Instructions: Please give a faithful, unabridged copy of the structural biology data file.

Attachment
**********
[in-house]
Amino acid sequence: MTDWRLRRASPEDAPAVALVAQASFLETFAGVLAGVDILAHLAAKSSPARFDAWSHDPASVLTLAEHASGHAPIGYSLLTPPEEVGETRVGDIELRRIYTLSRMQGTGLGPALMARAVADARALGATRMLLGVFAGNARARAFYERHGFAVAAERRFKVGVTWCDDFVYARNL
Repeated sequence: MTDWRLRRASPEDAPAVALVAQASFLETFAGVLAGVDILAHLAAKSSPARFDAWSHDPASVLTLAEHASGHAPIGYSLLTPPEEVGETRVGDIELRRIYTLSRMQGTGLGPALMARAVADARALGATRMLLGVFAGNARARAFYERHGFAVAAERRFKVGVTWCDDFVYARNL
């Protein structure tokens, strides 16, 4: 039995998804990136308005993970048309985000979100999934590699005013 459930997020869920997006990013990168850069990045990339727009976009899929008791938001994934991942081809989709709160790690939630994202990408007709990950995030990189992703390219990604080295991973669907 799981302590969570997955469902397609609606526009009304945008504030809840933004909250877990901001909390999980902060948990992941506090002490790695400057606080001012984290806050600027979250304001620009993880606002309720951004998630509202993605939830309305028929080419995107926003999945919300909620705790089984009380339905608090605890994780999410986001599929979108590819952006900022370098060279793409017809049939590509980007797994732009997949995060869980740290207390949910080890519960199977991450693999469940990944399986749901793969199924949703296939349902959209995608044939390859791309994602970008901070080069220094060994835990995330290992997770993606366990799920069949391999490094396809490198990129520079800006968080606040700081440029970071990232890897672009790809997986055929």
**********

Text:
[in-house]
Amino acid sequence: MTDWRLRRASPEDAPAVALVAQASFLETFAGVLAGVDILAHLAAKSSPARFDAWSHDPASVLTLAEHASGHAPIGYSLLTPPEEVGETRVGDIELRRIYTLSRMQGTGLGPALMARAVADARALGATRMLLGVFAGNARARAFYERHGFAVAAERRFKVGVTWCDDFVYARNL
Repeated sequence: MTDWRLRRASPEDAPAVALVAQASFLETFAGVLAGVDILAHLAAKSSPARFDAWSHDPASVLTLAEHASGHAPIGYSLLTPPEEVGETRVGDIELRRIYTLSRMQGTGLGPALMARAVADARALGATRMLLGVFAGNARARAFYERHGFAVAAERRFKVGVTWCDDFVYARNL
């Protein structure tokens, strides 16, 4: 039995998804990136308005993970048309985000979100999934590699005013 459930997020869920997006990013990168850069990045990339727009976009899929008791938001994934991942081809989709709160790690939630994202990408007709990950995030990189992703390219990604080295991973669907 799981302590969570997955469902397609609606526009009304945008504030809840933004909250877990901001909390999980902060948990992941506090002490790695400057606080001012984290806050600027979250304001620009993880606002309720951004998630509202993605939830309305028929080419995107926003999945919300909620705790089984009380339905608090605890994780999410986001599929979108590819952006900022370098060279793409017809049939590509980007797994732009997949995060869980740290207390949910080890519960199977991450693999469940990944399986749901793969199924949703296939349902959209995608044939390859791309994602970008901070080069220094060994835990995330290992997770993606366990799920069949391999490094396809490198990129520079800006968080606040700081440029970071990232890897672009790809997986055929």